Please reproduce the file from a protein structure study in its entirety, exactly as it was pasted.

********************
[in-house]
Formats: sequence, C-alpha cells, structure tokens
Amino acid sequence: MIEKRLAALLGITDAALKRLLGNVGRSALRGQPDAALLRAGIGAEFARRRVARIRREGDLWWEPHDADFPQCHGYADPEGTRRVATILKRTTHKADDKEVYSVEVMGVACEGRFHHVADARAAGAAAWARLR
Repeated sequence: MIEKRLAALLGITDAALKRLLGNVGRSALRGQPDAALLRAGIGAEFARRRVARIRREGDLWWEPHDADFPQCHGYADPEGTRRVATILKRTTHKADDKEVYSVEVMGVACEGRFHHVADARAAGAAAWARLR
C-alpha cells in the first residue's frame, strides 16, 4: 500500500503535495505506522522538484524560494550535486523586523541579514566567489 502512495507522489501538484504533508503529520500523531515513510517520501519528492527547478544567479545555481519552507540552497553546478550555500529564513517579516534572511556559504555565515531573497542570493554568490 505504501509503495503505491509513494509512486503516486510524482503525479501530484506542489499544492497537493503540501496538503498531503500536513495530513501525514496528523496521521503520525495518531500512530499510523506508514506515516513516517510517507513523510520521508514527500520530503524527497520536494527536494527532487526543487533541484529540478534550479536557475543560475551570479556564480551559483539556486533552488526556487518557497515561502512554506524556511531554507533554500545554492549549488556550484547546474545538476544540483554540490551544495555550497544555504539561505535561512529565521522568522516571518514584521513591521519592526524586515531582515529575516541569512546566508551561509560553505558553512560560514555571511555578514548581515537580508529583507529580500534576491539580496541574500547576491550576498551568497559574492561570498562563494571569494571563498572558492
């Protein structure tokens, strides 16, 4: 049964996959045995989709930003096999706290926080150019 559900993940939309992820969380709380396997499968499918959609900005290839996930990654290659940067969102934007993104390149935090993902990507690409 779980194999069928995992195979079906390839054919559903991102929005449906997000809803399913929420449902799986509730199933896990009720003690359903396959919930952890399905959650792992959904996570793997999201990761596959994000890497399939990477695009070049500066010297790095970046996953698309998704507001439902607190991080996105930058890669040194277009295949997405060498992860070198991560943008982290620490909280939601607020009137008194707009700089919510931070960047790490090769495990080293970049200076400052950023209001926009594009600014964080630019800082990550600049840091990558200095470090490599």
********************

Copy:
[in-house]
Formats: sequence, C-alpha cells, structure tokens
Amino acid sequence: MIEKRLAALLGITDAALKRLLGNVGRSALRGQPDAALLRAGIGAEFARRRVARIRREGDLWWEPHDADFPQCHGYADPEGTRRVATILKRTTHKADDKEVYSVEVMGVACEGRFHHVADARAAGAAAWARLR
Repeated sequence: MIEKRLAALLGITDAALKRLLGNVGRSALRGQPDAALLRAGIGAEFARRRVARIRREGDLWWEPHDADFPQCHGYADPEGTRRVATILKRTTHKADDKEVYSVEVMGVACEGRFHHVADARAAGAAAWARLR
C-alpha cells in the first residue's frame, strides 16, 4: 500500500503535495505506522522538484524560494550535486523586523541579514566567489 502512495507522489501538484504533508503529520500523531515513510517520501519528492527547478544567479545555481519552507540552497553546478550555500529564513517579516534572511556559504555565515531573497542570493554568490 505504501509503495503505491509513494509512486503516486510524482503525479501530484506542489499544492497537493503540501496538503498531503500536513495530513501525514496528523496521521503520525495518531500512530499510523506508514506515516513516517510517507513523510520521508514527500520530503524527497520536494527536494527532487526543487533541484529540478534550479536557475543560475551570479556564480551559483539556486533552488526556487518557497515561502512554506524556511531554507533554500545554492549549488556550484547546474545538476544540483554540490551544495555550497544555504539561505535561512529565521522568522516571518514584521513591521519592526524586515531582515529575516541569512546566508551561509560553505558553512560560514555571511555578514548581515537580508529583507529580500534576491539580496541574500547576491550576498551568497559574492561570498562563494571569494571563498572558492
């Protein structure tokens, strides 16, 4: 049964996959045995989709930003096999706290926080150019 559900993940939309992820969380709380396997499968499918959609900005290839996930990654290659940067969102934007993104390149935090993902990507690409 779980194999069928995992195979079906390839054919559903991102929005449906997000809803399913929420449902799986509730199933896990009720003690359903396959919930952890399905959650792992959904996570793997999201990761596959994000890497399939990477695009070049500066010297790095970046996953698309998704507001439902607190991080996105930058890669040194277009295949997405060498992860070198991560943008982290620490909280939601607020009137008194707009700089919510931070960047790490090769495990080293970049200076400052950023209001926009594009600014964080630019800082990550600049840091990558200095470090490599």